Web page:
The procurement of the new market will be developed within the next six months with consideration given to the location, potential COVID-19

Restrictions and diversity of market goods with periods of specialist markets such as for Halloween, Christmas and Easter.

The report says: “As part of the new market development exercise, the council will engage with Ramsgate Town Council as well as welcome input from all potential vendors.”

Cabinet members will discuss the issue on October 22.

29 Comments

    • Perhaps I have just misunderstood this article, but why is there a cost of £16000 business rates to the council? What are the rates for, they are not using any buildings.

      • Phil – This is clearly yet another ineffective commercial decision by TDC as the officers and members have little business acumen.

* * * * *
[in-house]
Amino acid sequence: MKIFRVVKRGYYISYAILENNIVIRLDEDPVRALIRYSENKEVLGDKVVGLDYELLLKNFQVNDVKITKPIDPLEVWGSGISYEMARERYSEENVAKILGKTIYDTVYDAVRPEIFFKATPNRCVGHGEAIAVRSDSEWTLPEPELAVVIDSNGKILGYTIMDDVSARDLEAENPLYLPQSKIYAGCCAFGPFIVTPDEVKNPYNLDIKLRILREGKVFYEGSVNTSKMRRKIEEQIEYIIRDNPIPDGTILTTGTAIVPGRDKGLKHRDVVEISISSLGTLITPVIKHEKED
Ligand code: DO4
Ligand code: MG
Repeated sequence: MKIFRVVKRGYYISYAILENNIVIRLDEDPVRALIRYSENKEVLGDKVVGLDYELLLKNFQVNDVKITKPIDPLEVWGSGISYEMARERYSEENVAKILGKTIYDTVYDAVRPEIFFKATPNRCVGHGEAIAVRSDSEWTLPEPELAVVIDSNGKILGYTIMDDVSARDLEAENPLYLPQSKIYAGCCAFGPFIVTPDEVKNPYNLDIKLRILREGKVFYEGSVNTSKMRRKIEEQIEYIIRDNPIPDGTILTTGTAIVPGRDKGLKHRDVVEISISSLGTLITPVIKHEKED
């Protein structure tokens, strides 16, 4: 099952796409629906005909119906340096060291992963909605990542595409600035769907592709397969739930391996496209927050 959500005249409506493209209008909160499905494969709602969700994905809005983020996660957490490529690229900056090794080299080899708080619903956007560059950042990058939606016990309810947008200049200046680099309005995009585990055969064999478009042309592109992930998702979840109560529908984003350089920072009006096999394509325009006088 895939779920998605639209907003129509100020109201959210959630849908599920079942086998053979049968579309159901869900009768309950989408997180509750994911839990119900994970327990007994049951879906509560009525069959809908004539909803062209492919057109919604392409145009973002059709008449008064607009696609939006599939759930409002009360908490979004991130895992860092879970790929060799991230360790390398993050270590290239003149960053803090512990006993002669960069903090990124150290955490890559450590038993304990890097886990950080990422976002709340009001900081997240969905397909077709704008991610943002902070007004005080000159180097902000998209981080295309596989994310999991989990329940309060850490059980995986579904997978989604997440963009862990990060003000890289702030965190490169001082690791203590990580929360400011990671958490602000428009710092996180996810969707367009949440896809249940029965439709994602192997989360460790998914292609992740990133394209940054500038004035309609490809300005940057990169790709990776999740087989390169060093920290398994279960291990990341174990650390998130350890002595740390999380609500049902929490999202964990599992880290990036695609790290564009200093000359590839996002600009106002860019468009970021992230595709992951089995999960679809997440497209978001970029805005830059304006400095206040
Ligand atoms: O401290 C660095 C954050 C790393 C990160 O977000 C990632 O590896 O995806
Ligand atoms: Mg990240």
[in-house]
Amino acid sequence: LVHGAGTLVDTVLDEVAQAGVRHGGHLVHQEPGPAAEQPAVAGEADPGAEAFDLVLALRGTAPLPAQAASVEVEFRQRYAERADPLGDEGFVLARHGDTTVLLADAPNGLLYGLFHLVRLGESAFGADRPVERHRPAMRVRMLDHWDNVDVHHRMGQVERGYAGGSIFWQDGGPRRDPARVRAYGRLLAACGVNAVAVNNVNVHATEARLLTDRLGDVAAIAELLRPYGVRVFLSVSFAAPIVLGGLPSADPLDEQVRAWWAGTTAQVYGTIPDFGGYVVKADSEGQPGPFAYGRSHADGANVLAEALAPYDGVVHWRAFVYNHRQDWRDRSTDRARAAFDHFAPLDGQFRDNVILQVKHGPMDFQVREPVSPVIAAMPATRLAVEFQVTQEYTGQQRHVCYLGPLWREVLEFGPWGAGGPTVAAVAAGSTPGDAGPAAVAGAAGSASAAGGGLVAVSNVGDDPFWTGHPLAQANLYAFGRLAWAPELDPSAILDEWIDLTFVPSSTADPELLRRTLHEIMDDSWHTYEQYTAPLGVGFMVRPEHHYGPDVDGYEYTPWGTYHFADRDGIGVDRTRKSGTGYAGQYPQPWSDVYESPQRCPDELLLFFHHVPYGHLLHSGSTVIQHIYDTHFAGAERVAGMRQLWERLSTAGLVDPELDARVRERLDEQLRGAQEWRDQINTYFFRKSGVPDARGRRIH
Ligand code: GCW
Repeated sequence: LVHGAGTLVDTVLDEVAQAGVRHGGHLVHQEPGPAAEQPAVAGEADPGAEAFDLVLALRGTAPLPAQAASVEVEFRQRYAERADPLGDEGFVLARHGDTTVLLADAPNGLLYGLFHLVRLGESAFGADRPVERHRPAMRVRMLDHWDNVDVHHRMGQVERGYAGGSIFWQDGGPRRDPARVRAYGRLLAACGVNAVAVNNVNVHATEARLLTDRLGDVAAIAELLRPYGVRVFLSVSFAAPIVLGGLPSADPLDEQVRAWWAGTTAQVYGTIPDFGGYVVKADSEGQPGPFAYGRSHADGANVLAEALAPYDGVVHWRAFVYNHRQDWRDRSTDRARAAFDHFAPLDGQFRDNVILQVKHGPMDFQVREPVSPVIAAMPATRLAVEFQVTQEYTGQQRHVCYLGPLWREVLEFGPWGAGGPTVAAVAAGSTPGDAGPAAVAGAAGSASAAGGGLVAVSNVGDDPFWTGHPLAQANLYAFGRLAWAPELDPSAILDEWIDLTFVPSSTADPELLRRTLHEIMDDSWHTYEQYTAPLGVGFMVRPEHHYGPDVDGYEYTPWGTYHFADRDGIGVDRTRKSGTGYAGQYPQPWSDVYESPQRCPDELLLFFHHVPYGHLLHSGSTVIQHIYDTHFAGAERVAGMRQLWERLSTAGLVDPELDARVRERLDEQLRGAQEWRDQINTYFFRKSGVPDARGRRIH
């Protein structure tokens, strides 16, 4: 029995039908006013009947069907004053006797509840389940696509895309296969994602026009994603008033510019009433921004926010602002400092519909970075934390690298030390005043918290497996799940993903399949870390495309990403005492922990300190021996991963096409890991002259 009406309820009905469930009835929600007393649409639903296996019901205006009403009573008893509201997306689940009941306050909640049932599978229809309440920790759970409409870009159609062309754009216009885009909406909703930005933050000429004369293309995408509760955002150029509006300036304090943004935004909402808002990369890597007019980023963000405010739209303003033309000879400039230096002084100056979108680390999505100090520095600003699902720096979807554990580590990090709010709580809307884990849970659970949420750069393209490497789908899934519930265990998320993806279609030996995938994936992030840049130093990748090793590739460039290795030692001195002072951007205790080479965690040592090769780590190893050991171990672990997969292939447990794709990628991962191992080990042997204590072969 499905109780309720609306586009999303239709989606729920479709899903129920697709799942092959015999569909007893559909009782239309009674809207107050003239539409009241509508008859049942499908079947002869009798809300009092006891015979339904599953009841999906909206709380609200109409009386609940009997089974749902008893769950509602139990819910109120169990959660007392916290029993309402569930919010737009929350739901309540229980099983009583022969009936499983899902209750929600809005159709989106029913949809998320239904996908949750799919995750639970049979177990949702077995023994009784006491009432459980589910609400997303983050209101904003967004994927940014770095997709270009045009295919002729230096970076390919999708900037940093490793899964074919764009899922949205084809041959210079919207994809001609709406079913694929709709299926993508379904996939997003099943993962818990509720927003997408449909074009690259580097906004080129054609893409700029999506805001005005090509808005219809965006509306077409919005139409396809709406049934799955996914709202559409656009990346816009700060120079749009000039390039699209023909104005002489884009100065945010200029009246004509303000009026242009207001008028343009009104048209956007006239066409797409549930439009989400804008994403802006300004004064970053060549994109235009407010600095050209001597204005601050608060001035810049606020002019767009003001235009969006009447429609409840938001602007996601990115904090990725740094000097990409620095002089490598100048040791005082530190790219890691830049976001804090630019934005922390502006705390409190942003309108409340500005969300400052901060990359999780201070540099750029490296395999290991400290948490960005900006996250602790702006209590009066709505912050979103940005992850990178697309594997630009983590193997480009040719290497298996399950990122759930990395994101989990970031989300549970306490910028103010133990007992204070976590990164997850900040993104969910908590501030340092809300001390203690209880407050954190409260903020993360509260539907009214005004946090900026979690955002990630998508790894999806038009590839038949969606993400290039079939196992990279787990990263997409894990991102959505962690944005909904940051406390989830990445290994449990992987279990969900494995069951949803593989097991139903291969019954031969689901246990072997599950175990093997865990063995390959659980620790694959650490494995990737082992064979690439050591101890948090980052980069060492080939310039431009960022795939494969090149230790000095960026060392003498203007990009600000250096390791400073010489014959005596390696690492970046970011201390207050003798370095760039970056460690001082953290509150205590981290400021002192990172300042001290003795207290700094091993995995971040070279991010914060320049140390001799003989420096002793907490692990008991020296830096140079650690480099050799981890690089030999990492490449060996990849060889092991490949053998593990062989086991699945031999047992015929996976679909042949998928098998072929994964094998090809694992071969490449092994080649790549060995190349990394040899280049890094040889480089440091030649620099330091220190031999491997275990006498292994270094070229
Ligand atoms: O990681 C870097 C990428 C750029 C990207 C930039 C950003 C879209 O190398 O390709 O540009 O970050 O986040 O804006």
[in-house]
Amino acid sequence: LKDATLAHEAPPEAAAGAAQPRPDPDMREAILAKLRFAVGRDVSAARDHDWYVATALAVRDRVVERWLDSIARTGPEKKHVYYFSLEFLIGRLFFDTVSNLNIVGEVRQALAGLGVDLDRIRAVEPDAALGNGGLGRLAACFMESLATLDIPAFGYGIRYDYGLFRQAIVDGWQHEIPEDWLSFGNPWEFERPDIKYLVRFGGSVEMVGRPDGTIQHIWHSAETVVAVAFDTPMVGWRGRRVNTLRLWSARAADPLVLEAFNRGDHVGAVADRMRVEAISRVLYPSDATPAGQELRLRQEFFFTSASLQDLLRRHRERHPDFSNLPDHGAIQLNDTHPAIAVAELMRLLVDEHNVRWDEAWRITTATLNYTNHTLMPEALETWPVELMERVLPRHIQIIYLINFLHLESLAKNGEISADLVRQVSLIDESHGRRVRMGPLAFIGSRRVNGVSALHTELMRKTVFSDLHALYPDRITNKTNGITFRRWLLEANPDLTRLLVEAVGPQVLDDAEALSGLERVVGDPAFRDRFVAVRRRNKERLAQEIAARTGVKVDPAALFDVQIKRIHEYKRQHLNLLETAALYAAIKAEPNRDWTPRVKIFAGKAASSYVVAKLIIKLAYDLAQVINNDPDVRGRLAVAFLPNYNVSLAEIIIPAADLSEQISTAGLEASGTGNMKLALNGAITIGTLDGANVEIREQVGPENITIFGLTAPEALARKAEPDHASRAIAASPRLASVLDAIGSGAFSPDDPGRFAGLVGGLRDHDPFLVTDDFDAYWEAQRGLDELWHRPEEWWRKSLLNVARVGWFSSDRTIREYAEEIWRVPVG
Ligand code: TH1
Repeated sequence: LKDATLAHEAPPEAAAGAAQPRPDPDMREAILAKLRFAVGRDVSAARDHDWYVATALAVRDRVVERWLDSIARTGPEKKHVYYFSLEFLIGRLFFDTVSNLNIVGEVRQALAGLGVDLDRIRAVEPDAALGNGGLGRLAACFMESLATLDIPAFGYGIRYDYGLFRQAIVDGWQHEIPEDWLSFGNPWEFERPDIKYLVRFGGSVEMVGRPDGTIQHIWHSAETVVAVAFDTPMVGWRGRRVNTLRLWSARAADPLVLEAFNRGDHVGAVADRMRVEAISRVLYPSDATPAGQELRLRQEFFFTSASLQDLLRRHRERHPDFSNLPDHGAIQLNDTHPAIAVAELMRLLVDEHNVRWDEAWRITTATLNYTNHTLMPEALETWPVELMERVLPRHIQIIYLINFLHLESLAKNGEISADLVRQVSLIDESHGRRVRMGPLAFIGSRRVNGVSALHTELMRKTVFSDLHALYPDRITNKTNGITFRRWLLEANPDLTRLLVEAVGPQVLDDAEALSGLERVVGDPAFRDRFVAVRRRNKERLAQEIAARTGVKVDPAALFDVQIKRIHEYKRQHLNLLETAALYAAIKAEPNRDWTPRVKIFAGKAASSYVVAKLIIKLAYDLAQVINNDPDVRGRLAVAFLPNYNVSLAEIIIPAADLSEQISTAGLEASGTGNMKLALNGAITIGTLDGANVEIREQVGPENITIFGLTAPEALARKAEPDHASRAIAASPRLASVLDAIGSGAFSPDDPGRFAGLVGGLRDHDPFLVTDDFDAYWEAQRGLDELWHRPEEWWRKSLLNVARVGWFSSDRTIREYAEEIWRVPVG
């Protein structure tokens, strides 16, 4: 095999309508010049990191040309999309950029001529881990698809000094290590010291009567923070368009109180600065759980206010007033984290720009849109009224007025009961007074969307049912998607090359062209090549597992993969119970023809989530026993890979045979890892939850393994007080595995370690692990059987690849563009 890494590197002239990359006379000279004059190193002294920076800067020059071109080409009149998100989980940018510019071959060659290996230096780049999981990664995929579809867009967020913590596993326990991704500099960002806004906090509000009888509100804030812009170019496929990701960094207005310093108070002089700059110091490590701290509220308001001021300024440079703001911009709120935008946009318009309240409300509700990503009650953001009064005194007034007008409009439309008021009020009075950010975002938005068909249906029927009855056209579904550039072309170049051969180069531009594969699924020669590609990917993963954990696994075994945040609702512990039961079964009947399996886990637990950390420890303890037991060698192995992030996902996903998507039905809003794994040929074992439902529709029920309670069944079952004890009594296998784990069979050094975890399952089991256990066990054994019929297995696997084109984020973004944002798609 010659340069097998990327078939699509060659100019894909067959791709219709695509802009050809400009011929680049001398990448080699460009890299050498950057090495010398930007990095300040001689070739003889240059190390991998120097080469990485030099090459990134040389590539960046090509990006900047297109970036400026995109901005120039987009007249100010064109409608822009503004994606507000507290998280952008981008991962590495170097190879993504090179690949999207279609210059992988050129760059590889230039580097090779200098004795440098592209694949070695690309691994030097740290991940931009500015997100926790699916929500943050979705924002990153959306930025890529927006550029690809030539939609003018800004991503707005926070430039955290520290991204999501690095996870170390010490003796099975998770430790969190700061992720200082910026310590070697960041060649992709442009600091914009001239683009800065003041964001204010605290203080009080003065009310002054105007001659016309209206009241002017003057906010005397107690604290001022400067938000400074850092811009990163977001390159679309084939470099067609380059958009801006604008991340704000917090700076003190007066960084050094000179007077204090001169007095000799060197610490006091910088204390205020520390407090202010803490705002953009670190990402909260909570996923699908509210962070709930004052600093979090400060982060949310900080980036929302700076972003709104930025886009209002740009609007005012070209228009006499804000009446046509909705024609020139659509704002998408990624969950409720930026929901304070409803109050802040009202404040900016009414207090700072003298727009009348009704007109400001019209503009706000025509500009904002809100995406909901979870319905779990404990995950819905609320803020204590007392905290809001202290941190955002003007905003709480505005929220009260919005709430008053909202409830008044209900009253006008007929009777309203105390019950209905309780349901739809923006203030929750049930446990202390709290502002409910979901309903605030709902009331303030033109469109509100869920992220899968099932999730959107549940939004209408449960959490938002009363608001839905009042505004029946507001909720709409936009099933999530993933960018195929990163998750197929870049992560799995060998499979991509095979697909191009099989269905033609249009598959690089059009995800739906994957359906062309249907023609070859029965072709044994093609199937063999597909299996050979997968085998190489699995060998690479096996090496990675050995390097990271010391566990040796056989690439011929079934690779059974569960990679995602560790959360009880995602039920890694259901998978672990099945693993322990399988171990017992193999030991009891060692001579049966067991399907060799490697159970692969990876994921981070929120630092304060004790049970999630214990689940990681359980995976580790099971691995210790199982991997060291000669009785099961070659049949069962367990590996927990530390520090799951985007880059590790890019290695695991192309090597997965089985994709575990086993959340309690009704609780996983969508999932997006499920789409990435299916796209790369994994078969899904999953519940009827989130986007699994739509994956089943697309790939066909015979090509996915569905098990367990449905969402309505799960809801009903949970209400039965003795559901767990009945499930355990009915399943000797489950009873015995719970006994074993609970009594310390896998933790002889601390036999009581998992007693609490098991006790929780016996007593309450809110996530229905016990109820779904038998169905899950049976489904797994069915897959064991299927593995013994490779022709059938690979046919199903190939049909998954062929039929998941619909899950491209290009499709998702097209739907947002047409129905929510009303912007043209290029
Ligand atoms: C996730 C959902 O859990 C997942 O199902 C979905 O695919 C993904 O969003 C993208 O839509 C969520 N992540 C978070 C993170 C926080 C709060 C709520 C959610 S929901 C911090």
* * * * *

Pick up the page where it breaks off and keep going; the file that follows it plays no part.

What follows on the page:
Every market is rated as it is a business the same as any other – the rates being linked to the rent payable for the use of the land, and the stall frontage. Normally the market organiser would pay a fee to TDC for use and occupation of a designated area – and that occupation is rateable. The market rates would normally be payable by the market organiser – not by TDC – hence this is clearly not a viable commercial operation.

        If, say, a car park was used to locate the market on certain days, the number of available parking spaces would be reduced, thereby reducing the income to TDC from parking revenue which in turn would reduce the rates payable by TDC on its own car park.

        I hope that helps to explain.

  1. Could TDC not allow RTC to organise and run the market? RTC have a much better understanding of what Ramsgate needs.

  2. Could be brilliant for the town. In West Norwood a small, badly attended street market grew in 3 years to a 5 site themed monthly market (with regular weekly smaller markets on the weeks in between ) – the Norwood Feast draws people from across South London for the various zones: artisan food, crafts, vintage, family and health as well as the regular trader set up. It can be done.